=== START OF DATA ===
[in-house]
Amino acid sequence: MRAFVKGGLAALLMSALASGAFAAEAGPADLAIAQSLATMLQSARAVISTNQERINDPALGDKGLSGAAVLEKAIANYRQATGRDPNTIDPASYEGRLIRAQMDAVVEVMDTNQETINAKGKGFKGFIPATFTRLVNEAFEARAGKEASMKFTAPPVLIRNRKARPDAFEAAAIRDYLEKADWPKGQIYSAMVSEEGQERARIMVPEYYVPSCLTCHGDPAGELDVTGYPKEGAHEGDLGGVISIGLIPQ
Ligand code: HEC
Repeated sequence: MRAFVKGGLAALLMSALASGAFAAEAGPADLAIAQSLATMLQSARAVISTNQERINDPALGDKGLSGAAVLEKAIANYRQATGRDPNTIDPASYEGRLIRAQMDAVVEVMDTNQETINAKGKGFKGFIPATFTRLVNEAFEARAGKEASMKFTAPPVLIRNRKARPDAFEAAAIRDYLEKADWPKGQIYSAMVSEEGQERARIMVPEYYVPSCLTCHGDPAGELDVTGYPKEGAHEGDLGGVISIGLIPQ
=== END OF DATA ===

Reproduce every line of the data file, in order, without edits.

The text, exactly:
[in-house]
Amino acid sequence: MRAFVKGGLAALLMSALASGAFAAEAGPADLAIAQSLATMLQSARAVISTNQERINDPALGDKGLSGAAVLEKAIANYRQATGRDPNTIDPASYEGRLIRAQMDAVVEVMDTNQETINAKGKGFKGFIPATFTRLVNEAFEARAGKEASMKFTAPPVLIRNRKARPDAFEAAAIRDYLEKADWPKGQIYSAMVSEEGQERARIMVPEYYVPSCLTCHGDPAGELDVTGYPKEGAHEGDLGGVISIGLIPQ
Ligand code: HEC
Repeated sequence: MRAFVKGGLAALLMSALASGAFAAEAGPADLAIAQSLATMLQSARAVISTNQERINDPALGDKGLSGAAVLEKAIANYRQATGRDPNTIDPASYEGRLIRAQMDAVVEVMDTNQETINAKGKGFKGFIPATFTRLVNEAFEARAGKEASMKFTAPPVLIRNRKARPDAFEAAAIRDYLEKADWPKGQIYSAMVSEEGQERARIMVPEYYVPSCLTCHGDPAGELDVTGYPKEGAHEGDLGGVISIGLIPQ